Hi there, everyone.We have now been back home for five days, and I’m almost back to normal. Some of you may remember that I was stressing that the ant armies might have taken over our house in the six months that we were away. I’m happy to report that they weren’t very evident when I sent hubby in first to check.  On the day we left in September, and just as it was time to get in the car to drive to the airport, I suddenly remembered the anti-ant spray which I’d bought, so hubby rushed back inside to spray all around the windows and doors and edges of the kitchen floor. (Now my blog friend, Kragenhai is sure to accuse me once more of being a slave driver, because I didn’t do the deed myself.)  Anyway, when we got back, there were very few live ants, and only tiny ones at that, but there were little piles of dead ones. They had been very  considerate, and had gone into one corner of the dining room and kitchen, to form two neat little heaps,  which were easily vacuumed up. If there are any ant huggers reading my blog, I do apologise if I have offended your sensibilities.  Embarassed Such darling little critters , aren’t they?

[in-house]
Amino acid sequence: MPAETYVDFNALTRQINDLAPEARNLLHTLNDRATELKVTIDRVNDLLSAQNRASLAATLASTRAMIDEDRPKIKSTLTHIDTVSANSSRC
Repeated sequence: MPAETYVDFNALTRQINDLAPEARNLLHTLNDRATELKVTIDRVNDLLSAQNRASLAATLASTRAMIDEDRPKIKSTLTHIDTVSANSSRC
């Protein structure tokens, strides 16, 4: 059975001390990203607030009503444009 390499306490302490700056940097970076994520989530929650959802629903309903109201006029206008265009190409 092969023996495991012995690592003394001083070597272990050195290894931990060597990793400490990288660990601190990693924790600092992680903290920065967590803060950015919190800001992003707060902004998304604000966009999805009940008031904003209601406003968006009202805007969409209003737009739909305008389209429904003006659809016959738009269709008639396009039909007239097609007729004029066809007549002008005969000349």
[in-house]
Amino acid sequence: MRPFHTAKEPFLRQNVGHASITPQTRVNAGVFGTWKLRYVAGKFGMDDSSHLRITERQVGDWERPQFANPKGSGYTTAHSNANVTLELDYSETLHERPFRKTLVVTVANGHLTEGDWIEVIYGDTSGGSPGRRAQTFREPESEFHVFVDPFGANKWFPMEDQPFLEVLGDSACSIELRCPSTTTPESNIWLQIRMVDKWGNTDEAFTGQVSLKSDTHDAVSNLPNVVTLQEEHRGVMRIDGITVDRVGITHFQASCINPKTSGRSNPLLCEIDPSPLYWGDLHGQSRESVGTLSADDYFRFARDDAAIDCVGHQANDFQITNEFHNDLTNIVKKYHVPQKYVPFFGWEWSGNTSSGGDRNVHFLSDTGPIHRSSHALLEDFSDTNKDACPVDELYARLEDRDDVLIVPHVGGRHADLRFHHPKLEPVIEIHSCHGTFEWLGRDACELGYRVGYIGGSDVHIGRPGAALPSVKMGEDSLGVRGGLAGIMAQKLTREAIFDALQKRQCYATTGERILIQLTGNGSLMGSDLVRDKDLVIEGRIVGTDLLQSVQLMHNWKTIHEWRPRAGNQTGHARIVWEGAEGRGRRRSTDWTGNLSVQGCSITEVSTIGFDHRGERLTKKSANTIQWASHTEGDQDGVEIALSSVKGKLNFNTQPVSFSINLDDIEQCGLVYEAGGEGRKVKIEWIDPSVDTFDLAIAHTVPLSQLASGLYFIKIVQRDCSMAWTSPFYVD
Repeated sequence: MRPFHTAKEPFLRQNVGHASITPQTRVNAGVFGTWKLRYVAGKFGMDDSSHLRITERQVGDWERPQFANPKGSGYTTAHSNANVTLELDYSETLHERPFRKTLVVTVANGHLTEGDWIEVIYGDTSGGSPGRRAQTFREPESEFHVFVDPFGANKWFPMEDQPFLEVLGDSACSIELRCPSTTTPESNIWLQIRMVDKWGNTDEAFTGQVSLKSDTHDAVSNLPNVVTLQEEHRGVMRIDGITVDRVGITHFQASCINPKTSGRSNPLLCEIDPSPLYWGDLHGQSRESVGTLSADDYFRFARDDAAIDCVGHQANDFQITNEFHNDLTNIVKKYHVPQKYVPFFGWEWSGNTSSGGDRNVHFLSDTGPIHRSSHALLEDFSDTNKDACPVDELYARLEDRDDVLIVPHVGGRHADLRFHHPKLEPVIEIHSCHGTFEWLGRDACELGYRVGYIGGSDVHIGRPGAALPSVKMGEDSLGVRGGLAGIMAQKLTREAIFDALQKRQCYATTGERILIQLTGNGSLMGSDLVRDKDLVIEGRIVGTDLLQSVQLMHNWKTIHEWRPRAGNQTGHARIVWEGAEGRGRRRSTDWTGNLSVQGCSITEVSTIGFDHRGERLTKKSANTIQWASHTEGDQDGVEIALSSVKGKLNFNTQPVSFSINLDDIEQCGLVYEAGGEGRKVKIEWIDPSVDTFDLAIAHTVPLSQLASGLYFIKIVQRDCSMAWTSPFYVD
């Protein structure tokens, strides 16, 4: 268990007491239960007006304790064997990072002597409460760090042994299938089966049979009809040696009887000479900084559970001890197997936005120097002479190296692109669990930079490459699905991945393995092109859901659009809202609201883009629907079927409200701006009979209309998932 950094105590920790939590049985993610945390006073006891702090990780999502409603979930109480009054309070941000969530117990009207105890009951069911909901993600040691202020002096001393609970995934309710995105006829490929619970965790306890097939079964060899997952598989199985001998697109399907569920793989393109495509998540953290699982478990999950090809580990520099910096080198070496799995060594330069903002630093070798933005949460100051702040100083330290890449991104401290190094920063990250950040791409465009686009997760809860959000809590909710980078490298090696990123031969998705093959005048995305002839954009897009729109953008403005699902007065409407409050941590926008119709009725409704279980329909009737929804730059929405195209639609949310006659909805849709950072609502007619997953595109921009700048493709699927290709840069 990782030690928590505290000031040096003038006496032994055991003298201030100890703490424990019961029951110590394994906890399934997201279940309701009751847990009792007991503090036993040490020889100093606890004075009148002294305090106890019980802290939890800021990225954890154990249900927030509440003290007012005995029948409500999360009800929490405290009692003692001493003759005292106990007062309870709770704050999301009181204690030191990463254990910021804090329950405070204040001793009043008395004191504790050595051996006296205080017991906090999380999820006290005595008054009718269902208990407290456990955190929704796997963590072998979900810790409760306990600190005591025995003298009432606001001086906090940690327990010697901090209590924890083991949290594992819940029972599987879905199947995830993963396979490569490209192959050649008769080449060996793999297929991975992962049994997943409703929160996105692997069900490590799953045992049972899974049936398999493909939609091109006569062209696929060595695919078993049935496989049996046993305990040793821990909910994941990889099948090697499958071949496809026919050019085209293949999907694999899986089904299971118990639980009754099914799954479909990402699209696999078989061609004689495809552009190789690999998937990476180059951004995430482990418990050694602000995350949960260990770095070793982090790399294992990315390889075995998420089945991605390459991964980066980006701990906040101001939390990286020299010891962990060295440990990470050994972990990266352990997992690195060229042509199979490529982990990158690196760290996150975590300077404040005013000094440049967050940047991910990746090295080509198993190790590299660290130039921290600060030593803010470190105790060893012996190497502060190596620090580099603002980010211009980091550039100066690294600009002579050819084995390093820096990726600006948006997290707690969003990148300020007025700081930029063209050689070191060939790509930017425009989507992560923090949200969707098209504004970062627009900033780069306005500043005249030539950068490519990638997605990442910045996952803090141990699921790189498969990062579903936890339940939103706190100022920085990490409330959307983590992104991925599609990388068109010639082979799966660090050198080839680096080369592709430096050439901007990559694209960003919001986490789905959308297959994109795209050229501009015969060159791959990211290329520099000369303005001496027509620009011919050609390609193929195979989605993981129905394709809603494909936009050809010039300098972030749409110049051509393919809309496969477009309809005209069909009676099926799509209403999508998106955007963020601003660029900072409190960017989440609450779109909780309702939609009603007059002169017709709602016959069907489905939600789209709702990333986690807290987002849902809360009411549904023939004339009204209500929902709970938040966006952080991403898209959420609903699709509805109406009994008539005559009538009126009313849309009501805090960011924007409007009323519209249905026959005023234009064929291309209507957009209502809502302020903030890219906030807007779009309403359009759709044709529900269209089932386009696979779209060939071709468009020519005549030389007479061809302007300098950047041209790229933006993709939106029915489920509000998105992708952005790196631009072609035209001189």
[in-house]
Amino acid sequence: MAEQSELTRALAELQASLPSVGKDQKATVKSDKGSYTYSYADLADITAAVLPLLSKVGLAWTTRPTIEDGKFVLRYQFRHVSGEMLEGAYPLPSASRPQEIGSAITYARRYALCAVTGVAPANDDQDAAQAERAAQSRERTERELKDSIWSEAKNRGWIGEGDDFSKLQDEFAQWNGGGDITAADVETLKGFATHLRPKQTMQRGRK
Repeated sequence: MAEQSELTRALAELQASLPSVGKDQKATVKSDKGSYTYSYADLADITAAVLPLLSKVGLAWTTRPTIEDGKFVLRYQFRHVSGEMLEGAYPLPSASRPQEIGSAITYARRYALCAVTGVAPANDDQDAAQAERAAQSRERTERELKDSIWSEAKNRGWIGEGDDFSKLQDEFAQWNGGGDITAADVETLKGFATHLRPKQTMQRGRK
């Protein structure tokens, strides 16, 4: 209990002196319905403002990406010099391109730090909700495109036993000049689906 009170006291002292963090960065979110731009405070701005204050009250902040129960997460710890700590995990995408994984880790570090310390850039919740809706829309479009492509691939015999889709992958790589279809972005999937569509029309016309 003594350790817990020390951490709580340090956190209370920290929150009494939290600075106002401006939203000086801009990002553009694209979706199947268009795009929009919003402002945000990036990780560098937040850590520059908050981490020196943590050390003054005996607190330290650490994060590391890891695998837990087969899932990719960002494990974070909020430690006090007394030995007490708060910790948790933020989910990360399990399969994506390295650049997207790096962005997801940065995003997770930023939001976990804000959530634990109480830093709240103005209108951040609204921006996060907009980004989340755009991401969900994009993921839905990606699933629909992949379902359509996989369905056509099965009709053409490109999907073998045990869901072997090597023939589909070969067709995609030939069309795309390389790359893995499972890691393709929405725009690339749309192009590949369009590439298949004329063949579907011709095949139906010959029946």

Our 28-year-old air conditioner which wasn’t working on our arrival home, and which hubby fixed for about R120, is now running perfectly. One neighbour informed us that even after replacing theirs a few years ago they are still spending thousands on it as they have to keep calling in the repair men. Thanks goodness for a handy husband. He’s saved us a fortune over the years. My son used to call him “daddy-fix-it,” because there was nothing he couldn’t get working again.

I told you that we were going to buy a new dishwasher over the weekend, as ours had finally decided to die on us.. It still looks like new, but over the past year, it’s been getting the hiccups, and we had to keep on restarting it to get it to go. Well, on Thursday evening, hubby said, “Let me have one last try to see if I can fix it.”  He had the front off again, and a short while later, he muttered something about a relay and asked if I had a matchstick. “No, but we have plenty of toothpicks,” I replied.